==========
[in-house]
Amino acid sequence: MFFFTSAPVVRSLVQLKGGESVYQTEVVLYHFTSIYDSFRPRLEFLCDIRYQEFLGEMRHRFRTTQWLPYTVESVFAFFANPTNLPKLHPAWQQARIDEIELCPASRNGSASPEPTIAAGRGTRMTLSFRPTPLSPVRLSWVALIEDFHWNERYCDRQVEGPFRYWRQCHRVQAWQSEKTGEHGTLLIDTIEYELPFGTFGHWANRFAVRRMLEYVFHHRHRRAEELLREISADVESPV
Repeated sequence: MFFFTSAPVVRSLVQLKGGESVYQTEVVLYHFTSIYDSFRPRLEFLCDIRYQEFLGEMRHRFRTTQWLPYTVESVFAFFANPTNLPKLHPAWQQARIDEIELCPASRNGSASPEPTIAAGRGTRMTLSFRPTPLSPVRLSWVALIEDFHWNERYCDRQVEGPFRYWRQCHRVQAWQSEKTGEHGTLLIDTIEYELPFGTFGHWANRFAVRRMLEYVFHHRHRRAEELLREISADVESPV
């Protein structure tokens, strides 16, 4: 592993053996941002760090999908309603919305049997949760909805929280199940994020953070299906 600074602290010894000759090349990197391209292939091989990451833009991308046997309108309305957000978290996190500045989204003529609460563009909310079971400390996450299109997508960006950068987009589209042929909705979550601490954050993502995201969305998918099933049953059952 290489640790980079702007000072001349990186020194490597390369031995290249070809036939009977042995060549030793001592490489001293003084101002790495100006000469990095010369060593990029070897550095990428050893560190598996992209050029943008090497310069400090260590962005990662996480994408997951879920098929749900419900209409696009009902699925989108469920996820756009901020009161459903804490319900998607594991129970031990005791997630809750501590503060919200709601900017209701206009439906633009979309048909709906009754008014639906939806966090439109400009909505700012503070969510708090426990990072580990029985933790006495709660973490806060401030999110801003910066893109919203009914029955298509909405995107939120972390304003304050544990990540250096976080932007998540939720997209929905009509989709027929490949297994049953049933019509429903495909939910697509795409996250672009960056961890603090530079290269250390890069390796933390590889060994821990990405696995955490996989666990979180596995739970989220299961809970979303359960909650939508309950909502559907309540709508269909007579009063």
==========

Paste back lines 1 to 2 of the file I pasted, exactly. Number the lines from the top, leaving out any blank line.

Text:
[in-house]
Amino acid sequence: MFFFTSAPVVRSLVQLKGGESVYQTEVVLYHFTSIYDSFRPRLEFLCDIRYQEFLGEMRHRFRTTQWLPYTVESVFAFFANPTNLPKLHPAWQQARIDEIELCPASRNGSASPEPTIAAGRGTRMTLSFRPTPLSPVRLSWVALIEDFHWNERYCDRQVEGPFRYWRQCHRVQAWQSEKTGEHGTLLIDTIEYELPFGTFGHWANRFAVRRMLEYVFHHRHRRAEELLREISADVESPV